MCAT Biology Review
Chapter 4: The Nervous System
1. Resting membrane potential depends on:
1. differential distribution of ions across the axon membrane.
2. the opening of voltage-gated calcium channels.
3. active transport of ions across the membrane.
1. I only
2. I and II only
3. I and III only
4. II and III only
2. All of the following are associated with the myelin sheath EXCEPT:
1. faster conduction of nerve impulses.
2. nodes of Ranvier forming gaps along the axon.
3. increased magnitude of the potential difference during an action potential.
4. saltatory conduction of action potentials.
3. Which of the following is true with regard to the action potential?
1. All hyperpolarized stimuli will be carried to the axon terminal without a decrease in size.
2. The size of the action potential is proportional to the size of the stimulus that produced it.
3. Increasing the intensity of the depolarization increases the size of the impulse.
4. Once an action potential is triggered, an impulse of a given magnitude and speed is produced.
4. Which of the following correctly describes a difference between nerves and tracts?
1. Nerves are seen in the central nervous system; tracts are seen in the peripheral nervous system.
2. Nerves have cell bodies in nuclei; tracts have cell bodies in ganglia.
3. Nerves may carry more than one type of information; tracts can only carry one type of information.
4. Nerves contain only one neuron; tracts contain many neurons.
5. Which of the following accurately describes sensory neurons?
1. Sensory neurons are afferent and enter the spinal cord on the dorsal side.
2. Sensory neurons are efferent and enter the spinal cord on the dorsal side.
3. Sensory neurons are afferent and enter the spinal cord on the ventral side.
4. Sensory neurons are efferent and enter the spinal cord on the ventral side.
6. When a sensory neuron receives a stimulus that brings it to threshold, it will do all of the following EXCEPT:
1. become depolarized.
2. transduce the stimulus to an action potential.
3. inhibit the spread of the action potential to other sensory neurons.
4. cause the release of neurotransmitters onto cells in the central nervous system.
7. When the potential across the axon membrane is more negative than the normal resting potential, the neuron is said to be in a state of:
8. Which of the following statements concerning the somatic division of the peripheral nervous system is INCORRECT?
1. Its pathways innervate skeletal muscle.
2. Its pathways are usually voluntary.
3. Some of its pathways are referred to as reflex arcs.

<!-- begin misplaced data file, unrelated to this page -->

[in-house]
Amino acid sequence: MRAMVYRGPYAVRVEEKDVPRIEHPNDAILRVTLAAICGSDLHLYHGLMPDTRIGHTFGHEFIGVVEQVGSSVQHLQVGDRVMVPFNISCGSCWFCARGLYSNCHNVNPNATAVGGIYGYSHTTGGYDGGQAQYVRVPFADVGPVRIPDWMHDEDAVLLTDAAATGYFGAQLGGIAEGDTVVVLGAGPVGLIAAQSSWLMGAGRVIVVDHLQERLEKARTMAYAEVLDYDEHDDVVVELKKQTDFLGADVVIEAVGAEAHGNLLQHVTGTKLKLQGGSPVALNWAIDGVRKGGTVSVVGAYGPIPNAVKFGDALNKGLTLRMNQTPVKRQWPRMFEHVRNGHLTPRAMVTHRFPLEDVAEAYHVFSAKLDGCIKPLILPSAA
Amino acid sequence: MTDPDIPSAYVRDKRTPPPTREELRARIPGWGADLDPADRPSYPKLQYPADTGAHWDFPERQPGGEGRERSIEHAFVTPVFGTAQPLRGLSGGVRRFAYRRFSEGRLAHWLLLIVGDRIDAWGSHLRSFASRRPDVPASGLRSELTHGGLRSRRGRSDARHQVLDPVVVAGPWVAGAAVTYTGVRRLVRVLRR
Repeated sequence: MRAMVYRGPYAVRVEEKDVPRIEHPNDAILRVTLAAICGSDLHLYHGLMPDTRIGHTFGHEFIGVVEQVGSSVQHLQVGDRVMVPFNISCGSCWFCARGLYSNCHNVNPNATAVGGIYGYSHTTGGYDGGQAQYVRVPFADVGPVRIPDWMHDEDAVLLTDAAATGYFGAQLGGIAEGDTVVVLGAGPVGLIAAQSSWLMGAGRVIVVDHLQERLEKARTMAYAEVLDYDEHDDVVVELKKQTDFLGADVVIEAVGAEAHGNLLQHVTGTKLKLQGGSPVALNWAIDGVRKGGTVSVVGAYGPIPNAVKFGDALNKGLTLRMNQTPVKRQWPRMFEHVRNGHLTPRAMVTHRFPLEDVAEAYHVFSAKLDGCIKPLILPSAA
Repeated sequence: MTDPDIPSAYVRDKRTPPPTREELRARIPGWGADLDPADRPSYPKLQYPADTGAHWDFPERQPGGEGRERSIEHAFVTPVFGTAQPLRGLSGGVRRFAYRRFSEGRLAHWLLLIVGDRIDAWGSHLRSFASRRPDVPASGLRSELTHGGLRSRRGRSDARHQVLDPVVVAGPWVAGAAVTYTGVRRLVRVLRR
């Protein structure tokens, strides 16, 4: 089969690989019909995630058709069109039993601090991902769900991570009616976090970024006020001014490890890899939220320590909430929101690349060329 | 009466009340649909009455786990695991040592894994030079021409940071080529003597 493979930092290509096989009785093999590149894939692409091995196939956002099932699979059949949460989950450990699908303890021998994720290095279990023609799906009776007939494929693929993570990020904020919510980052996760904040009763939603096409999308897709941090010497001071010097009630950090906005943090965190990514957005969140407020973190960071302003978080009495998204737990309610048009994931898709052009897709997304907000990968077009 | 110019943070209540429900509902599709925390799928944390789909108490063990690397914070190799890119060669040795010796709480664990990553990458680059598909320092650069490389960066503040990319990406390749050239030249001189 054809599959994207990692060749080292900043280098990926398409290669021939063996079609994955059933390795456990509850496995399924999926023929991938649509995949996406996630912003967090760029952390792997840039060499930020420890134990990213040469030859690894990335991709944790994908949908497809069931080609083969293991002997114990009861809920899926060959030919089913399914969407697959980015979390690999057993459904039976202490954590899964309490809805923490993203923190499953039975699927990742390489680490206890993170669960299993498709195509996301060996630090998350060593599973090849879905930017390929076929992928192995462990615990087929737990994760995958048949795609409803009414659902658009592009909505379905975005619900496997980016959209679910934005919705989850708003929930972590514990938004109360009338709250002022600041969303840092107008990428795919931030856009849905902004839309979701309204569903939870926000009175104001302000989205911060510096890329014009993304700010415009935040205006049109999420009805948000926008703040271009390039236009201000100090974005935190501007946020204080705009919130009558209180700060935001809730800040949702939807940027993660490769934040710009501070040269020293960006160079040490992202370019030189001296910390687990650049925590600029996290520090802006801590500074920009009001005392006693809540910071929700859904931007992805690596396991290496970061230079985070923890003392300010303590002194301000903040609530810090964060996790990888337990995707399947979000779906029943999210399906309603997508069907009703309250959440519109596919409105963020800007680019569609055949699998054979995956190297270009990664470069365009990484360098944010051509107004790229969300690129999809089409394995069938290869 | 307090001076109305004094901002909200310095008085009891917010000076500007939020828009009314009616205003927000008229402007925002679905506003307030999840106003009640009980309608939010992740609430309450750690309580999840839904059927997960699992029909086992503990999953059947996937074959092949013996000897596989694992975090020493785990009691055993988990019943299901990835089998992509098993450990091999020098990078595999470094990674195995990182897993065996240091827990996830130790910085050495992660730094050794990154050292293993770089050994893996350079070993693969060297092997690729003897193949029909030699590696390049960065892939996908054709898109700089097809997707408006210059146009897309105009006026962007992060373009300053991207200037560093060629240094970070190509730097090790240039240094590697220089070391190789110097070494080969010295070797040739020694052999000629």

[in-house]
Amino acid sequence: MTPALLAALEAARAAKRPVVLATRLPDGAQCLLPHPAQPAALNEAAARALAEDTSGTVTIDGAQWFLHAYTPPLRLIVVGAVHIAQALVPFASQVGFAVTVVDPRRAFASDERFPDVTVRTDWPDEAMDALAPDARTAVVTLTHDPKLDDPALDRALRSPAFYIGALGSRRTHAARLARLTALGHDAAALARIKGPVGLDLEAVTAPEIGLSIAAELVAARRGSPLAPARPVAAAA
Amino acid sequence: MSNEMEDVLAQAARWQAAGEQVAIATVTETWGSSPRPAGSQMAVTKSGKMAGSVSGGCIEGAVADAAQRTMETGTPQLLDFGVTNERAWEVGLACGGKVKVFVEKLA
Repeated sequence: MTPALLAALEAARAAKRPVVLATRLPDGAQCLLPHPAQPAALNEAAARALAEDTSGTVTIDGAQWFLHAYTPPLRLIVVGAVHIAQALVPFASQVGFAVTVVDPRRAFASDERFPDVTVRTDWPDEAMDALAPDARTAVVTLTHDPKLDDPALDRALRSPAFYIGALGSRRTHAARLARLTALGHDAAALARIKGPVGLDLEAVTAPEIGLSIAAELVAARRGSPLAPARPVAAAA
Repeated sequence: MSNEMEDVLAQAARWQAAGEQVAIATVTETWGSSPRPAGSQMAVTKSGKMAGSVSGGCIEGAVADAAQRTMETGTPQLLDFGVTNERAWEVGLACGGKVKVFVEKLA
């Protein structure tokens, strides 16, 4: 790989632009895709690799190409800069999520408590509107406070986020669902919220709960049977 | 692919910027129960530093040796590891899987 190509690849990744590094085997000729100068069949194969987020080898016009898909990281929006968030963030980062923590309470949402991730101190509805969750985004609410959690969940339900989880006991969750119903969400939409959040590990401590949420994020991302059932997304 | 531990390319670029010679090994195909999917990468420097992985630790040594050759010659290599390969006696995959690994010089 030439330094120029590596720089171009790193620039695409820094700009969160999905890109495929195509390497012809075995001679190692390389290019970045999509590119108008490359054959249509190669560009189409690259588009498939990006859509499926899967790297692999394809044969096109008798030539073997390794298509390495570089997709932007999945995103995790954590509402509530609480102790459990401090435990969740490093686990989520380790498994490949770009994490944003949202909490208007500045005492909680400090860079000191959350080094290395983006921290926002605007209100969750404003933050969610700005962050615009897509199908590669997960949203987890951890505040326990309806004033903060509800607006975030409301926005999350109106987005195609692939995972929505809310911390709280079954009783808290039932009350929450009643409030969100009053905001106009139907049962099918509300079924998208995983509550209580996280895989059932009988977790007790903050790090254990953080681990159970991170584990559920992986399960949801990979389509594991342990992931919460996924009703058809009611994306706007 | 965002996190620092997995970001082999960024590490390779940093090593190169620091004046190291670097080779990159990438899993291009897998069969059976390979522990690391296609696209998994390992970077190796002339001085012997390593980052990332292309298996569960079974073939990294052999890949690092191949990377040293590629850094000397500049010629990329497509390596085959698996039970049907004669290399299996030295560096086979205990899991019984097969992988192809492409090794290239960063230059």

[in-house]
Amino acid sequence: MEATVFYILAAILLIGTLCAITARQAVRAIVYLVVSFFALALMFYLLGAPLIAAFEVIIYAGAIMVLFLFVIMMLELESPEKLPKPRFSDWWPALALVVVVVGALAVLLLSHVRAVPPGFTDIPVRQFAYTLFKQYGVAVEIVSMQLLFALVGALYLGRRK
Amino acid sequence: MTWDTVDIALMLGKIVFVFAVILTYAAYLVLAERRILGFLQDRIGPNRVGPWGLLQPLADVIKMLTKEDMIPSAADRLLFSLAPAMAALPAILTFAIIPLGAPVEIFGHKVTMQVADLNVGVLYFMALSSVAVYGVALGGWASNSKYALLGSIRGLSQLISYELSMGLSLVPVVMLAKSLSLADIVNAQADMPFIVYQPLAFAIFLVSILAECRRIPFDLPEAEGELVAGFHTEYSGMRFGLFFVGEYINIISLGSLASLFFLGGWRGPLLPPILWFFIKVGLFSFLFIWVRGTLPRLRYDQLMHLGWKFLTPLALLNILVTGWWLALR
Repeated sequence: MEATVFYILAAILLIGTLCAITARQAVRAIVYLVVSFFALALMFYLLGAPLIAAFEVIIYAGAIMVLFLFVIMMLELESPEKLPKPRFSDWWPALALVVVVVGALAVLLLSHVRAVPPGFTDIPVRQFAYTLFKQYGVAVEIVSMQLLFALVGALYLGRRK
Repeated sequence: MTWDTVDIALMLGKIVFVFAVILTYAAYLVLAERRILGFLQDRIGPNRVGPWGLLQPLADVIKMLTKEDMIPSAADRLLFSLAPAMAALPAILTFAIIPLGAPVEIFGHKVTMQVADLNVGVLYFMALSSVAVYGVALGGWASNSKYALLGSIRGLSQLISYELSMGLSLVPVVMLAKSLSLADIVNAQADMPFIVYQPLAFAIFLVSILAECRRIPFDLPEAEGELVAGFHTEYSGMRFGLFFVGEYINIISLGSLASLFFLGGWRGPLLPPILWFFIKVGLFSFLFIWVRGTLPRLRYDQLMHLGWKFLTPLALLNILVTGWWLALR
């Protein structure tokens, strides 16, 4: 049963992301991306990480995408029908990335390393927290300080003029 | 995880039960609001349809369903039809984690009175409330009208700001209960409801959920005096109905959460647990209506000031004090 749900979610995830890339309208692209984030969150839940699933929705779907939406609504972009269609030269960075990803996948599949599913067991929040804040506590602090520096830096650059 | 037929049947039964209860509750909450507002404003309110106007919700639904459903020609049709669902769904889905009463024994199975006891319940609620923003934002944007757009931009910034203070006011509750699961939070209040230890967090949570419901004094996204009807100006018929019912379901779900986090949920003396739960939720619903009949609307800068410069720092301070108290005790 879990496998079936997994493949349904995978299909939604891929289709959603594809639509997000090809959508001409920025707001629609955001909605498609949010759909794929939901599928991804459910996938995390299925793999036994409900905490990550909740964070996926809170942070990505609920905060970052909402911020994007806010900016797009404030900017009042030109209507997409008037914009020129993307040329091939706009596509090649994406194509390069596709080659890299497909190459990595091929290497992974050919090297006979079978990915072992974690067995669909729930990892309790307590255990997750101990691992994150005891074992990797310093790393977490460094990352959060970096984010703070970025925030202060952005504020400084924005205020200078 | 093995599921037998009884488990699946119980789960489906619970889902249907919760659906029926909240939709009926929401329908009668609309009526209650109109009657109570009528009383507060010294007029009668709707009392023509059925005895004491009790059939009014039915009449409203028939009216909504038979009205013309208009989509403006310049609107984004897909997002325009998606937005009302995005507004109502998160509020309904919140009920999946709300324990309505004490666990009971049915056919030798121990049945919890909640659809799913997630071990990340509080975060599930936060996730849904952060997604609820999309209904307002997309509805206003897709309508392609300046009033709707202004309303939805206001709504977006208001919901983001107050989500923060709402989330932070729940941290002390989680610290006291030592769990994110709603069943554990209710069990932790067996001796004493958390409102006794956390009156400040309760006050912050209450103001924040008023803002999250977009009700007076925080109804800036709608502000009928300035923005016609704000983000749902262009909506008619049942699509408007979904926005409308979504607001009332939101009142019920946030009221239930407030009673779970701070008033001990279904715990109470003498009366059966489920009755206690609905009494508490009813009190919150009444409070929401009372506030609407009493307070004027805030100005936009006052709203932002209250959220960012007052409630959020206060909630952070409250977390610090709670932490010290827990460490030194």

4. Its pathways always involve more than two neurons.
9. Which of the following is a function of the parasympathetic nervous system?
1. Increasing blood sugar during periods of stress
2. Dilating the pupils to enhance vision
3. Increasing oxygen delivery to muscles
4. Decreasing heart rate and blood pressure
10.Which of the following neurotransmitters is used in the ganglia of both the sympathetic and parasympathetic nervous systems?
11.In which neural structure are ribosomes primarily located?
3. Axon hillock
12.An autoimmune disease attacks the voltage-gated calcium channels in the nerve terminal. What is a likely symptom of this condition?
1. Spastic paralysis (inability to relax the muscles)
2. Flaccid paralysis (inability to contract the muscles)
3. Inability to reuptake neurotransmitters once released
4. Retrograde flow of action potentials
13.A neuron only fires an action potential if multiple presynaptic cells release neurotransmitter onto the dendrites of the neuron. This is an example of:
1. saltatory conduction.
3. a feedback loop.
4. inhibitory transmission.
14.A disease results in the death of Schwann cells. Which portion of the nervous system is NOT likely to be affected?
1. Central nervous system
2. Somatic nervous system
3. Autonomic nervous system
4. Parasympathetic nervous system
15.A surgeon accidentally clips a dorsal root ganglion during a spinal surgery. What is a likely consequence of this error?
1. Loss of motor function at that level
2. Loss of sensation at that level
3. Loss of cognitive function
1. I only
2. II only
3. I and II only
4. I, II, and III
Answers and Explanations
The polarization of the neuron at rest is the result of an uneven distribution of ions between the inside and outside of the cell. This difference is achieved through the active pumping of ions into and out of the neuron (using the Na+/K+ ATPase). Voltage-gated calcium channels are important in the nerve terminal, where the influx of calcium triggers the fusion of vesicles containing neurotransmitter with the membrane, but not in maintaining resting membrane potential.
Myelin is a white lipid-containing material surrounding the axons of many neurons in the central and peripheral nervous systems. It is arranged on the axon discontinuously; the gaps between the segments of myelin are called nodes of Ranvier, eliminating choice (B). Myelin increases the conduction velocity by insulating segments of the axon so that the membrane is permeable to ions only at the nodes of Ranvier, eliminating choice (A). The action potential jumps from node to node, a process known as saltatory conduction, eliminating choice (D). Action potentials are often described as being “all-or-nothing”; the magnitude of the potential difference in an action potential is constant, regardless of the intensity of the stimulus. Thus, myelin does not affect the magnitude of the potential difference in an action potential, makingchoice (C) the correct answer.